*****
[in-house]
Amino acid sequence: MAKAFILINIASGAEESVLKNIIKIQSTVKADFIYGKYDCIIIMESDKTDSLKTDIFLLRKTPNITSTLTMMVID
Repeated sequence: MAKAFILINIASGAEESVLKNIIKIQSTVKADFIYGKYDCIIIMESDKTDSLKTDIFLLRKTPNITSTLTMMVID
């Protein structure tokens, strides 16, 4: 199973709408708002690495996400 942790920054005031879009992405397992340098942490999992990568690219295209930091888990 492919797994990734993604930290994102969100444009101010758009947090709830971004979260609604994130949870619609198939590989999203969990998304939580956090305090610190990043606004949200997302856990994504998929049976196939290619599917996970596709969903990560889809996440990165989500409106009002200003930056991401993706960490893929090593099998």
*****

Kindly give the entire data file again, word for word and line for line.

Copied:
[in-house]
Amino acid sequence: MAKAFILINIASGAEESVLKNIIKIQSTVKADFIYGKYDCIIIMESDKTDSLKTDIFLLRKTPNITSTLTMMVID
Repeated sequence: MAKAFILINIASGAEESVLKNIIKIQSTVKADFIYGKYDCIIIMESDKTDSLKTDIFLLRKTPNITSTLTMMVID
């Protein structure tokens, strides 16, 4: 199973709408708002690495996400 942790920054005031879009992405397992340098942490999992990568690219295209930091888990 492919797994990734993604930290994102969100444009101010758009947090709830971004979260609604994130949870619609198939590989999203969990998304939580956090305090610190990043606004949200997302856990994504998929049976196939290619599917996970596709969903990560889809996440990165989500409106009002200003930056991401993706960490893929090593099998």